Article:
Below is the official public statement launching the project.
To your mind, are these standards useful? Can you apply them to public behavior and public statements, both in the political sphere and your own community?
Incivility in public discourse in the United States has become a subject of great concern. Both participants and observers of national politics believe that disrespectful and discourteous political discourse hinders solutions to pressing problems before the nation. This incivility has spilled from politics into other areas of our lives.
The goal of the Ohio Civility Project is returning civility to public discourse. The project includes scholars from the universities of Akron, Cleveland State and Mount Union, the Akron Beacon Journal, representatives of Akron’s faith community, and the Civic Commons, a social media environment designed for constructive civic dialogue.
We believe that to move away from incivility, we must:
- Set standards for civility in public discourse (a word that comes from citizenship and civilization).
- Use these standards to identify and publicize moments of incivility in public discourse.
Clear standards for civil discourse can change expectations for appropriate public discourse by public officials, political campaigns, the news media and the public. In effect, such standards can reset the rhetorical thermostat for public debate in Ohio, lowering the temperature of debate to a more civil level.
Applying civility standards to political discourse and disseminating the results will provide incentives for public officials, campaigns, the news media and public to adhere to the standards. In effect, such information serves as a referee in public debate, calling the fouls of incivility and noting the good plays of civil discourse.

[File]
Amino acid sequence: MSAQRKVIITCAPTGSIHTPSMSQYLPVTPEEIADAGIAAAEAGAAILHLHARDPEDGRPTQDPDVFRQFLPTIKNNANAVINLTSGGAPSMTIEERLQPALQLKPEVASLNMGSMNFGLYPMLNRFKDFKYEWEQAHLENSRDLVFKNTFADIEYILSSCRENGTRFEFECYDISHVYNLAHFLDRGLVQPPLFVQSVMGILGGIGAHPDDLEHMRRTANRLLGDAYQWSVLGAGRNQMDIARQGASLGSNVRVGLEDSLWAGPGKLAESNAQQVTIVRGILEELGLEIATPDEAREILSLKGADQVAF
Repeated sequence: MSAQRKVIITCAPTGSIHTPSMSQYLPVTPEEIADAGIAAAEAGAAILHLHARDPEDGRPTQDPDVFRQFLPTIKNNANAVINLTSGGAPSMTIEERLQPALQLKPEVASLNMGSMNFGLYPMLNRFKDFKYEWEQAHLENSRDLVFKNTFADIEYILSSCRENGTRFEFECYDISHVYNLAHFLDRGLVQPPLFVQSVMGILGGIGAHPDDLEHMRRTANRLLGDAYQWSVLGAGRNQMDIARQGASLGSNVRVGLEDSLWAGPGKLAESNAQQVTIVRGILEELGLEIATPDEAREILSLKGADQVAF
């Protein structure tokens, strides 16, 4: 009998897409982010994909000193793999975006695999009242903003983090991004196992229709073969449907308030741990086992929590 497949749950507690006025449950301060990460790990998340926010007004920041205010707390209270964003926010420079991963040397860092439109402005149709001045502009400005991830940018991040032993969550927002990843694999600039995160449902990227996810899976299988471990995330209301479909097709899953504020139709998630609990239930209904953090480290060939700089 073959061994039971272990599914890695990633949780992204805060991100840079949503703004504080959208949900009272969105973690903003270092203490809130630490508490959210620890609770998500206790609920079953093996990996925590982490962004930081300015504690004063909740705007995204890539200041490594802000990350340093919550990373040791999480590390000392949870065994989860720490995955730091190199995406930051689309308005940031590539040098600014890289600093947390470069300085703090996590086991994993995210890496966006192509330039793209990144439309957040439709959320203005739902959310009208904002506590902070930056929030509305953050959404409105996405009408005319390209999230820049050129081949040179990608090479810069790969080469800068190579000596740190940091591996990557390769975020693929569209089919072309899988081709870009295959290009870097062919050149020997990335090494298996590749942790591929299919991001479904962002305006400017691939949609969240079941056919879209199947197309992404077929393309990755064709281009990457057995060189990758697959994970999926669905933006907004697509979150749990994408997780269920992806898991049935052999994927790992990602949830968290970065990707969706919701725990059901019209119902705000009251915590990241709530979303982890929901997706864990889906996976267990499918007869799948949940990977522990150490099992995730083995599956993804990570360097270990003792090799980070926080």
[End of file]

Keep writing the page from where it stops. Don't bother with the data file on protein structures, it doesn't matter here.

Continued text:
Civility Definition and Standards
Civility is a standard of respect toward other people and their opinions that is necessary for constructive dialogue and resolution of issues.
On the one hand, civility is not just politeness or expressions of goodwill – as welcome as such things may be. Rather, civility is conduct with the broader purpose of constructive dialogue in mind.
On the other hand, civility does not preclude substantive disagreements, vigorous advocacy of points of view, or cogent criticism of alternative perspectives. After all, such things are essential for constructive dialogue.
From this perspective, there are three pillars of civility:
- The ability to express an opinion while respecting other people.
- The ability to acknowledge the fact that opinions differ among people.
- The ability to engage in constructive dialogue with other people.
Three basic standards of civility follow this perspective:
- Civility disagrees with other opinions without disparaging other people.
- Civility disagrees with other opinions without deriding other people’s opinions.
- Civility disagrees with other opinions without denigrating discussion with other people.
Applying Civility Standards
Our civility standards can be used to evaluate public statements by answering the following questions:
Does the statement contain offensive language, derogatory comments, or attacks the motives of another person?
Does the statement misrepresent, belittle, or dismiss another person’s opinion?
Does the statement interrupt discourse, disrupt deliberation, or escalate conflict in a dialogue with other people?
Publicizing Moments of Incivility
Each of these questions can be answered by ranking public statements on a scale ranging from of 0 to 5, with 0 meaning, “very definitely no,” and 5 meaning, “very definitely yes.” These ratings can then be aggregated across statements and evaluators to produce a “civility index” and the average of the aggregate index disseminated to the public.
We propose to have a panel that represents the community evaluate statements through the civility index. The results of these evaluations will be shared with the media and the public to move our discussions forward toward civility.
SIGNED: Daniel Coffey, Associate Professor, Political Science, University of Akron; Mark Ford, Executive Director, The Love Akron Network; John Green, Director, Bliss Institute, University of Akron; Michael Kohler, Research Assistant, Bliss Institute, University of Akron; Stuart Mendel, Assistant Dean, Levin College, Cleveland State University; Dan Moulthrop, Curator of Conversation, The Civic Commons; Harry Paidas, Interim Director, Regula Center, University of Mount Union; Bruce Winges, Editor, Vice President, Akron Beacon Journal.
Posted Jul 16, 2012